CONFLICT RESOLUTION AND STATUS. THE CASE OF GEORGIA AND ABKHAZIA
The dispute between Georgia and Abkhazia is not a conflict of equals. In international conflicts, adversaries may differ de facto on the ground, in terms of population, territory and capability, among other things. As internationally recognized states, however, they have equal de jure status, and fears that inviting the other side to the negotiating tablemight be construed as recognition, for example, rarely intrude. The question of status does pose problems, however, when a conflict is being fought between a recognized state and an unrecognized entity, and these problems may contribute to increase the intractability of such conflicts.
Conflict Resolution and Status. The Case of Georgia and Abkhazia explores how and to what extent the difference in status between a sovereign state and an unrecognized entity hinders conflict resolution activities. Based on intensive fieldwork and unedited negotiation material, the book provides an in-depth analysis of the negotiations, informal dialogues and grassroots activities that took place in Abkhazia and Georgia between 1989 and 2008.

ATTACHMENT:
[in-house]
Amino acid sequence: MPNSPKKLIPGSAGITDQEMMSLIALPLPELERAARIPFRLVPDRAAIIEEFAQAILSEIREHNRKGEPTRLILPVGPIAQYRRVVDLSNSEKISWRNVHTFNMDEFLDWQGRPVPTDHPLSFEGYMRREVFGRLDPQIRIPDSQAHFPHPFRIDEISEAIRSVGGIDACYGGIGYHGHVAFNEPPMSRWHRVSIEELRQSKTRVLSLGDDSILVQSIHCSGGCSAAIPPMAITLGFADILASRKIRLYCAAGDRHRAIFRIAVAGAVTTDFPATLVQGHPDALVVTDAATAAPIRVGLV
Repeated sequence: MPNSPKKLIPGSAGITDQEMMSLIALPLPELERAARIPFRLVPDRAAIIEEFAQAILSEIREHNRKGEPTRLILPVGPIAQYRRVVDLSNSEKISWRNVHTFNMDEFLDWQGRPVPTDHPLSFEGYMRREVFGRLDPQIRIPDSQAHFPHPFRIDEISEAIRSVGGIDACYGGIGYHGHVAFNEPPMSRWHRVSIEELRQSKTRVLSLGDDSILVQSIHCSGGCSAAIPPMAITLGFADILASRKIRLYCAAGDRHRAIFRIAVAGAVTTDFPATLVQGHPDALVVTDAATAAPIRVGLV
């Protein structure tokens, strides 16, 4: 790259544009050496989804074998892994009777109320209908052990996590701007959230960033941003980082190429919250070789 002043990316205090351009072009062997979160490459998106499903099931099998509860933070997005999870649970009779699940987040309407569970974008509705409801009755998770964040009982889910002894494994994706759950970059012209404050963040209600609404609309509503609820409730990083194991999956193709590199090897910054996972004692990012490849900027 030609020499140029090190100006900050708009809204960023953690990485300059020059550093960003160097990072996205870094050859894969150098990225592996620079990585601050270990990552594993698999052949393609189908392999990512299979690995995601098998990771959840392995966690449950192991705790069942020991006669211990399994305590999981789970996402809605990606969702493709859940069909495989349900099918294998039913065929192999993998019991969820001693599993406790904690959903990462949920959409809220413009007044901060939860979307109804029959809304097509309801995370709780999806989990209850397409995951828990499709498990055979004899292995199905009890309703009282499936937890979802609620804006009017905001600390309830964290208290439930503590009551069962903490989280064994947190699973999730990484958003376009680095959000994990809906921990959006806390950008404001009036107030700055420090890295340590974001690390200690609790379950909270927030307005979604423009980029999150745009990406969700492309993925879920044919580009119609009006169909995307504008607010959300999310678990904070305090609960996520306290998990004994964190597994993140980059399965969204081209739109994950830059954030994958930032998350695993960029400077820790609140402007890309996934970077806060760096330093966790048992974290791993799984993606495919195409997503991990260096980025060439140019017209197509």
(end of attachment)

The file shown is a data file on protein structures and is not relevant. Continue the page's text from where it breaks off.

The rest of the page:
Céline Francis analyses the parties’ use of strategy to impose their own definition of Abkhazia’s status. She demonstrates how their strategies impeded progress in areas as diverse as the return of displaced people, the deployment of a UN peacekeeping operation in the early 1990s and the implementation of confidence-building measures. Her study also shows both the potential of a multi-track approach to resolving this conflict and its limits, and it illustrates the consequences of lack of engagement with an unrecognized entity.
Céline Francis has a Master’s Degree in Human Rights from the Facultés Universitaires Saint- Louis and an MA in International Relations from the Université Catholique de Louvain. She obtained a PhD in Political Science from the Vrije Universiteit Brussel in 2010. Her research interests include conflict resolution and human rights.